When are the workshops?
Mass Envirothon organizes several full-day workshops throughout the year. All workshops are free for registered teams and coaches; others may participate for $10 each. Mass Envirothon does not limit the number of participants from any school at any workshop, but we ask for an adult-to-youth ratio of at least 1:10 for participating groups.
• Saturday, September 23. Coaches Field Workshop at MassWildlife in Westborough.
• Wednesday, November 15 at UMass Amherst. This event includes workshops on all Envirothon topics but has a special focus on the Current Issue..
• Winter workshop, date and place TBA. This event includes workshops on all ecostation topics and the Current Issue.
• Saturday, April 7th, at Alden Research Laboratory, Holden. This event includes workshops on all ecostation topics and the Current Issue. There is a mini-Envirothon in the afternoon with practice questions.
What Resource Materials do teams receive?
All registered teams receive
• Mass Envirothon Manual. This resource in cd format includes background and test prep information for teams relating to soil, forest, wildlife, and water resources.
• Maps. Teams are provided with maps of their town for use in their community research and their presentations.
• Current Issue Guides. Useful links and a guide to getting started in their community research. This information is also posted on the website.
What will teams receive in the Spring Mailing?
In mid March, Mass Envirothon posts on the website and sends out to all registered teams:
• The final schedule for the May competition and directions to the event site
• Intent to Compete Form (must be completed – except for signatures – and returned by April 30)
• Frequently Asked Questions about the Envirothon (including what to wear and bring)
• Final Current Issue information, including
-The Current Issue Problem (including final guidelines and suggestions for presentations)
-Current Issue Scoring Sheet
– Judging Guidelines for the Current Issue
• Items to bring with you to on-site Envirothon Registration at the May competition.
At lunchtime on the day of the Envirothon, teams are invited to host informal roundtables where they share their Envirothon experiences (their “EnviroTrek through the year) with other teams, judges, and community volunteers. All teams, and especially those earning Community Awards, are encouraged to participate.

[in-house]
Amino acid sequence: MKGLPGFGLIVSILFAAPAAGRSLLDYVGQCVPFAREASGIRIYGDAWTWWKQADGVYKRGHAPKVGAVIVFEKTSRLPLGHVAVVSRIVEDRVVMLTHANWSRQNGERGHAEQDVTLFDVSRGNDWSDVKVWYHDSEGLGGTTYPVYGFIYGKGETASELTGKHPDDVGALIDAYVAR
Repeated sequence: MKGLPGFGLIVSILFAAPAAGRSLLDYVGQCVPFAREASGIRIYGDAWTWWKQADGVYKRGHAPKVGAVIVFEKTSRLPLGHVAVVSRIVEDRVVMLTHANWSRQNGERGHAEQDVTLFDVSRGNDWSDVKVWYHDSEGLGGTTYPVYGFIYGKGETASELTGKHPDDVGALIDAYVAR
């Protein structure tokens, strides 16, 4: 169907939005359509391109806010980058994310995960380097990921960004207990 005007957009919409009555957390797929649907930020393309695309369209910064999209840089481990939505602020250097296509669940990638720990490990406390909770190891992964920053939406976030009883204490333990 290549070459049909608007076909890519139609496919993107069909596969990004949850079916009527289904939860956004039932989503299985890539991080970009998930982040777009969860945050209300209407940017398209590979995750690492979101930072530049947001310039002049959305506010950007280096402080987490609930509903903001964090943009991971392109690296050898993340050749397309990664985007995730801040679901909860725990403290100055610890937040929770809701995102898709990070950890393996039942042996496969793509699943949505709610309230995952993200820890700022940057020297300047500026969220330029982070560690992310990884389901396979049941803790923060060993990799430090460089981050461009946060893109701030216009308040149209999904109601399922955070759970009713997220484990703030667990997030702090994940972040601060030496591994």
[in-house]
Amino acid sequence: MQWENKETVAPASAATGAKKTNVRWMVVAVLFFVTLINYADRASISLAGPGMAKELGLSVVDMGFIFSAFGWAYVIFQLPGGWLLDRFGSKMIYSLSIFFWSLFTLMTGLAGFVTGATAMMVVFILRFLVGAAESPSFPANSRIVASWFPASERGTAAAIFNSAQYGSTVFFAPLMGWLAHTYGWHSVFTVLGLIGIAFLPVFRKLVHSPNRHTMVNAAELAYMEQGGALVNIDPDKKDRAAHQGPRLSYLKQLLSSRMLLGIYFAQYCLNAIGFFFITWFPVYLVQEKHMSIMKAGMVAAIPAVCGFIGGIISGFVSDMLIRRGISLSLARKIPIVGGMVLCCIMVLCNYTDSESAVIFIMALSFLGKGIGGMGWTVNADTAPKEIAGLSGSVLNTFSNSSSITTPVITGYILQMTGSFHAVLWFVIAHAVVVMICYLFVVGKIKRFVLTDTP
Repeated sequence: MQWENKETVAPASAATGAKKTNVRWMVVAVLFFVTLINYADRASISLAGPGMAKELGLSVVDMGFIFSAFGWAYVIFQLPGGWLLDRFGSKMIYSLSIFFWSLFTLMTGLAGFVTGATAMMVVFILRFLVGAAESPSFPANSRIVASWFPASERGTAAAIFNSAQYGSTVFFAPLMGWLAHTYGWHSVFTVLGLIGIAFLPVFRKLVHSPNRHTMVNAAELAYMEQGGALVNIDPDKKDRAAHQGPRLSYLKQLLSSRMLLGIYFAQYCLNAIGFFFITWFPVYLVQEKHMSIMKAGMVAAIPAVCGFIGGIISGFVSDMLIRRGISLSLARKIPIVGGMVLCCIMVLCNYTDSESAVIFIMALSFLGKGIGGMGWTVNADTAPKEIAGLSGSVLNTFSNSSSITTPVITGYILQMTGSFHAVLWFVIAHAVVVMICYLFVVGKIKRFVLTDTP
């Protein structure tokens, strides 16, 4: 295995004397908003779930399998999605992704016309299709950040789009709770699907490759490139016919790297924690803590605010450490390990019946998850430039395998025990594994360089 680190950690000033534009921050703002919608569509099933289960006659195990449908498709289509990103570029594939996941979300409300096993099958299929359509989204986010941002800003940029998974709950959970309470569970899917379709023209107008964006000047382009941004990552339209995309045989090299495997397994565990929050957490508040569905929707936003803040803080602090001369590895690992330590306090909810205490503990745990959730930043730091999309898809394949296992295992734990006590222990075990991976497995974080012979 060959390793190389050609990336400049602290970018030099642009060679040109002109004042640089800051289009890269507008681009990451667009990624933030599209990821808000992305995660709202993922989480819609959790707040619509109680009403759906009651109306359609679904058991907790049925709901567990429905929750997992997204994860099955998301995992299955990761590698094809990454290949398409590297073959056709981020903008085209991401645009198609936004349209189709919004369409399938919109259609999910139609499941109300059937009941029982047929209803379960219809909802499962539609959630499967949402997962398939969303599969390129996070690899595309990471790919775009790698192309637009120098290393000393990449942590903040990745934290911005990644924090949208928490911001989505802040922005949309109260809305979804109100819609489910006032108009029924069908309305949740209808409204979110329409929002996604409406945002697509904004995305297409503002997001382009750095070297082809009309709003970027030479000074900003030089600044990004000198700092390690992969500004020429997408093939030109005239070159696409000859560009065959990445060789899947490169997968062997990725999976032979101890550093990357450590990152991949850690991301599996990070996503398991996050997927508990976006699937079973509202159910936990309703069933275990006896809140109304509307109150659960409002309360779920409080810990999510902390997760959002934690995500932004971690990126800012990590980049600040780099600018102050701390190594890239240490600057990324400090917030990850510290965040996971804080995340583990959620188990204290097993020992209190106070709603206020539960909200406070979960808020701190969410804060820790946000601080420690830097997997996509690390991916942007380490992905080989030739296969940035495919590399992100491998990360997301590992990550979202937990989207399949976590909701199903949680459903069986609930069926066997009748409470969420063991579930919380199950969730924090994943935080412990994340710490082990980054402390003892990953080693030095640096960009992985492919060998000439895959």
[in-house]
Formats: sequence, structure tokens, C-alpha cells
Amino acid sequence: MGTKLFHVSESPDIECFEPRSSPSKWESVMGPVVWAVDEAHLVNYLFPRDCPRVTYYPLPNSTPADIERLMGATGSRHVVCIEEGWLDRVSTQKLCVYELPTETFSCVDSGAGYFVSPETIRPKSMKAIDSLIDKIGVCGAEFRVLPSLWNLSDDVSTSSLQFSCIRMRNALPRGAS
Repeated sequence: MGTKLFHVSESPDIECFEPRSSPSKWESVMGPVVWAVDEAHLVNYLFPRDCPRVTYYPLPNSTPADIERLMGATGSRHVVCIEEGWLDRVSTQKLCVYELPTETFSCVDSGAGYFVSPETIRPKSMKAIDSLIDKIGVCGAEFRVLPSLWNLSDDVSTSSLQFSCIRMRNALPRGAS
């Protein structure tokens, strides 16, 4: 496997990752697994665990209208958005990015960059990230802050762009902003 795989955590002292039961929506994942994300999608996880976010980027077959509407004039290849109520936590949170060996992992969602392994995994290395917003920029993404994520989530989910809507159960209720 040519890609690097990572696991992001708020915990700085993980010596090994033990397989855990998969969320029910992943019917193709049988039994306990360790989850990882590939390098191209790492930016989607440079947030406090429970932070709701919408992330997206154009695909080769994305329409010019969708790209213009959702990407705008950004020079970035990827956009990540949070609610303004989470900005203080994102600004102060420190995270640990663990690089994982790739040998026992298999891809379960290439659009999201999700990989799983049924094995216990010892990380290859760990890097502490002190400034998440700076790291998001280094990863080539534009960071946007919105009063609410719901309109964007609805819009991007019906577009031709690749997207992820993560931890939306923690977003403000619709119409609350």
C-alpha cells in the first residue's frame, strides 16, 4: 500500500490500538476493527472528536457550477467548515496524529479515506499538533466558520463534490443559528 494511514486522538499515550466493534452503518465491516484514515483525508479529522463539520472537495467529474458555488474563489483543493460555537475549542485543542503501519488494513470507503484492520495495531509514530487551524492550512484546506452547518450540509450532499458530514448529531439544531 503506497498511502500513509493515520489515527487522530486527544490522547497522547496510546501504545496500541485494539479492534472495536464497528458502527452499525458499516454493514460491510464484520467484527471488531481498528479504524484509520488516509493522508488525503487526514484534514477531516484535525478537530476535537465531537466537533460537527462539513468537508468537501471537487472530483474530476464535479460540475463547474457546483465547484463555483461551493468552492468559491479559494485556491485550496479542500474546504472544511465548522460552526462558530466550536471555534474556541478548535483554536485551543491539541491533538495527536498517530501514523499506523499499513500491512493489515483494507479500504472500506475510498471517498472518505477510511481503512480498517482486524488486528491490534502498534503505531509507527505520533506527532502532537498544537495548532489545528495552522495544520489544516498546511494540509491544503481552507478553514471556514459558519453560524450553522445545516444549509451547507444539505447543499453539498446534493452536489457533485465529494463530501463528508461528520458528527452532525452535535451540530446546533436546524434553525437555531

How do we Register? (a three-step process)
• 2018_Program_Registration. In order to participate in the 2018 Mass Envirothon, teams must submit their $200 registration fee and Program Registration form by February 15, 2018. (early bird registration, $150 by Wednesday Nov 15, 2017)
• Final Registration (must be submitted by April 30, 2018).
o Intent to Compete. This form asks the team for the names of the members (up to 10) who will be competing, their plans for how they will break into sub-teams, and their preferences for which sub-teams will compete at which ecostations.
o Community Awards Registration. This form asks teams to document their community research and action projects to certify that they meet the standards for these awards.
• Day of Competition: Friday, May 18, 2017. Registration opens at 7:30. Check in by 8:30 to get name tags and schedules for the competition and confirm community award registration, then have a team picture taken.
Who sponsors the program?
The Massachusetts Envirothon is planned each year by the Massachusetts Envirothon Steering Committee, a subcommittee of the Massachusetts State Commission for the Conservation of Soil, Water, and Related Resources. Members of the Steering Committee represent a variety of federal and state agencies, business, and nongovernmental organizations. The program relies on the support and good will and participation and financial support of a variety of local, state, and federal agencies, educational institutions, businesses, non-profit organizations, and individual volunteers. Close to 90% of the Mass Envirothon “budget” comes from partnerships, volunteerism, and contributed resources. A small (though critical) 10% comes from cash donations and grants. 10/17